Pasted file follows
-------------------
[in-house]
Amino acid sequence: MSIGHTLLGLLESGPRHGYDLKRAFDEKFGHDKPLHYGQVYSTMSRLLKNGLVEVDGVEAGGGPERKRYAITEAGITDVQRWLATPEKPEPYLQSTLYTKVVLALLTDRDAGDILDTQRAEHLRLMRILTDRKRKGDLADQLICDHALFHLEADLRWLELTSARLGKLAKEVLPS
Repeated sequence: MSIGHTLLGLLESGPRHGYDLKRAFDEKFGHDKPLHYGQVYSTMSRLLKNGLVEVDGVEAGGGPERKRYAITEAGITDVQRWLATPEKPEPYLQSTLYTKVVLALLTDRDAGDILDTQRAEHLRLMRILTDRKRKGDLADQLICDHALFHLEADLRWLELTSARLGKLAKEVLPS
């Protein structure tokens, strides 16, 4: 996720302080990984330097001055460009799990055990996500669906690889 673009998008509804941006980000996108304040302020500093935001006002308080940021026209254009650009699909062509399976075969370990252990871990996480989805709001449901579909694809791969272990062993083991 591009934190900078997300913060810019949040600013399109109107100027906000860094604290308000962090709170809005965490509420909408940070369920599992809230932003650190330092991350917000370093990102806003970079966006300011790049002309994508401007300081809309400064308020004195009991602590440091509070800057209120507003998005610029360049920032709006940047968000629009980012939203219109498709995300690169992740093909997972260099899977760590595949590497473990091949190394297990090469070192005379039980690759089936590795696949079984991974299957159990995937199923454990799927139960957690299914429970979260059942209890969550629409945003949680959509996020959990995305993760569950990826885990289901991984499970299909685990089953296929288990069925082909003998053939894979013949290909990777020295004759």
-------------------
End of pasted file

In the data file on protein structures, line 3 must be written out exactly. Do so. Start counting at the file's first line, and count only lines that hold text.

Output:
Repeated sequence: MSIGHTLLGLLESGPRHGYDLKRAFDEKFGHDKPLHYGQVYSTMSRLLKNGLVEVDGVEAGGGPERKRYAITEAGITDVQRWLATPEKPEPYLQSTLYTKVVLALLTDRDAGDILDTQRAEHLRLMRILTDRKRKGDLADQLICDHALFHLEADLRWLELTSARLGKLAKEVLPS